Inside, too, all is clean and tidy. The most-used switches are all built into the steering wheel, including the indicators which poses a problem when you're signaling to exit a tight roundabout (meet Imperfection No1). Solid aluminum pods either side of the wheel house controls for the TFT screen displays that flank the tachometer: on the right, a 'photographic' speedo, or a sat-nav screen, or audio displays; on the left, minor gauges, or car settings, or an indication as to whether engine, brakes and tires are too cold, too hot or just right if you're about to indulge in some track action.
 
For me, first, it's the road. It starts with a trickle through the streets of Maranello, in which the new gearbox proves several hundred per cent better than the old F1-shift unit should you be lazy enough to use the automatic mode. No more pauses and surges, it just works.
 
But that is not what a Ferrari is for. In the hills now, and manual mode elicits shifts as quick as you like, even in the gentle-ish Sport setting selected via the steering wheel's manettino. Far from an accelerative pause during upshifts, the 458 actually experiences a momentary accelerative push thanks to the effect of the flywheel's inertia as the higher gear pulls the revs down.
 
And it sounds utterly fantastic, the low-revs induction snort overwhelmed by the opening of by-pass valves as speed and load rises. Now the gases blast through the two outer tailpipes as well as the central one and a searing howl, like that of a historic Formula One grid, echoes across the valleys.
 
Yet there's a lot of low-end torque here too, making the 458 ludicrously easy to drive quickly. Adaptive magnetorheological dampers allow a remarkably absorbent ride in their softer setting, allowing you to get the power down on a bumpy road and flick the 458 through bend after bend as you revel in the  most telepathic steering a Ferrari has had in years. Set the manettino to Race and the dampers firm up, but you can separately switch them back if the terrain so demands.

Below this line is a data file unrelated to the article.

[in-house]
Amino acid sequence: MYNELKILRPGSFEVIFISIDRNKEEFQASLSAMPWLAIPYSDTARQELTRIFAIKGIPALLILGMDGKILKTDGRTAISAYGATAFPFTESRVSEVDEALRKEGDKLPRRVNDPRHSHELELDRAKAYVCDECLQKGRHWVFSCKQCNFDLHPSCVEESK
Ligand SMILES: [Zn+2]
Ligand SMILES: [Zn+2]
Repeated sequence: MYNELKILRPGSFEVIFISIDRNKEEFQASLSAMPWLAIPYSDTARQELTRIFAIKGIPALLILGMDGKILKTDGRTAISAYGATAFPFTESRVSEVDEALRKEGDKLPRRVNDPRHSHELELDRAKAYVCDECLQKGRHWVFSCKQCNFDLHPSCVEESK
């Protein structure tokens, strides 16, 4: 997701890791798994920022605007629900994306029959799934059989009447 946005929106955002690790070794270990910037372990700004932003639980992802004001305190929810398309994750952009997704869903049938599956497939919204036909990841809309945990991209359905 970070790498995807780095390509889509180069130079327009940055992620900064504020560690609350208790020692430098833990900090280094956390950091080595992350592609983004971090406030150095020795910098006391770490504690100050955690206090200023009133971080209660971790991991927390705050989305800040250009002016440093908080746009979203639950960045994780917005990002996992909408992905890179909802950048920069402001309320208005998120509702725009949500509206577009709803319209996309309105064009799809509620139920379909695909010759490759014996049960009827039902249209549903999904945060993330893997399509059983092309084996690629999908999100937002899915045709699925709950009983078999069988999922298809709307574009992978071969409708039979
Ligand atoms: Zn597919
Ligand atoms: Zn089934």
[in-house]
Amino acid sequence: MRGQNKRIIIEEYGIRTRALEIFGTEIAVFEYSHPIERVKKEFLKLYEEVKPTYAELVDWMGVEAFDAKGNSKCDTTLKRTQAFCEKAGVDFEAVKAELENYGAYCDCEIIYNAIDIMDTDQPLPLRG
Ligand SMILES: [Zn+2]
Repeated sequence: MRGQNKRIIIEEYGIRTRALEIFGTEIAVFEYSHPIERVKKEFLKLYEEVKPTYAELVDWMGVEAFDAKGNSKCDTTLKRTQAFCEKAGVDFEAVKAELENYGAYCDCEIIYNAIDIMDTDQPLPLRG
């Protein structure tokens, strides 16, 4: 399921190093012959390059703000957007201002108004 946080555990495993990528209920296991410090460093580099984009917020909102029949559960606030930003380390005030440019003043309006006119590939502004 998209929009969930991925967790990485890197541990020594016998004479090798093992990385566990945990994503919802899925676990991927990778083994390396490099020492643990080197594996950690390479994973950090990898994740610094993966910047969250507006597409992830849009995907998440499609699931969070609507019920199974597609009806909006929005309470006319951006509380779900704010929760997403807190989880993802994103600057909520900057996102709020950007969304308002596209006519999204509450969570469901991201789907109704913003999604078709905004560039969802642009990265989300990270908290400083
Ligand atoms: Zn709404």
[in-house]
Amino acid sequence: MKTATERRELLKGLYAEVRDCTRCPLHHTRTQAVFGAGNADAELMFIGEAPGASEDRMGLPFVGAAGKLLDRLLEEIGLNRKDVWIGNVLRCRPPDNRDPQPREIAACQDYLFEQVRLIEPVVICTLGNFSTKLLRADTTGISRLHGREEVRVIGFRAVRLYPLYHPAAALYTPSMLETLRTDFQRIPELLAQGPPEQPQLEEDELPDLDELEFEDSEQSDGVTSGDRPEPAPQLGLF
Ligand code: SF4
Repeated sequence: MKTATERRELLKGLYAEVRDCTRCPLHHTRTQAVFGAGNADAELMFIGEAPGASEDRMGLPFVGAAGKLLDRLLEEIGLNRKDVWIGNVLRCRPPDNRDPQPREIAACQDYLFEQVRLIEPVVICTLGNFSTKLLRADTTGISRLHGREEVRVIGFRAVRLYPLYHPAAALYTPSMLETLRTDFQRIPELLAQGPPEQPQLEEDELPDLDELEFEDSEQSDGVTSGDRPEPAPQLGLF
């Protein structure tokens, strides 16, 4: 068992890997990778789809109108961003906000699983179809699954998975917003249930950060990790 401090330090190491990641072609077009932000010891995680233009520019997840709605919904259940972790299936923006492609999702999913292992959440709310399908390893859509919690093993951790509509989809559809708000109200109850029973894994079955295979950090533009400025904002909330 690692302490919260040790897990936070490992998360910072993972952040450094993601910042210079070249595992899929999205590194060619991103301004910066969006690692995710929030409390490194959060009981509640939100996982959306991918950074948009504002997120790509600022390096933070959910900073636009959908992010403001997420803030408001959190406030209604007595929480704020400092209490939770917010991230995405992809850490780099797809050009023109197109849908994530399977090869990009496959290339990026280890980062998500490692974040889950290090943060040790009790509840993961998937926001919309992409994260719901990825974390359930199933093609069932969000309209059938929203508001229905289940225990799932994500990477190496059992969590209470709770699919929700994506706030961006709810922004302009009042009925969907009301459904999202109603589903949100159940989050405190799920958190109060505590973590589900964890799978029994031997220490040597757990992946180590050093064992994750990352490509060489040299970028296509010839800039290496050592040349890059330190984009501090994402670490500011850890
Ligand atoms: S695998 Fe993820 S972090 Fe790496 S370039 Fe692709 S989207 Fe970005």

With its electronic torque-biasing differential and hyper-intelligent stability systems this is a forgiving, flattering car. But it's also a visceral one. Driven hard, using the power, it changes gear with a mechanical definition – almost a thump, sometimes – because Ferrari has deliberately roughed-up the shift quality to make it feel more physical: Imperfection No2, but a slightly lovable one.
 
On the Fiorano test track, finally, the 458 demands Race mode to avoid too much reining-in of exuberance. Thus set, it flies round with just enough driftability to make you feel quite fantastic, shrieking and popping through each gearshift. Switch the traction control off and powerslides are yours, but now the E-Diff is working harder to help you. I could have switched all the electronics off, but I might then have crashed.
 
One more imperfection. The bonnet's safety catch trigger is a bizarrely floppy piece of orange rubber, for no obvious reason. There. Objectivity delivered. A eulogy too, it seems.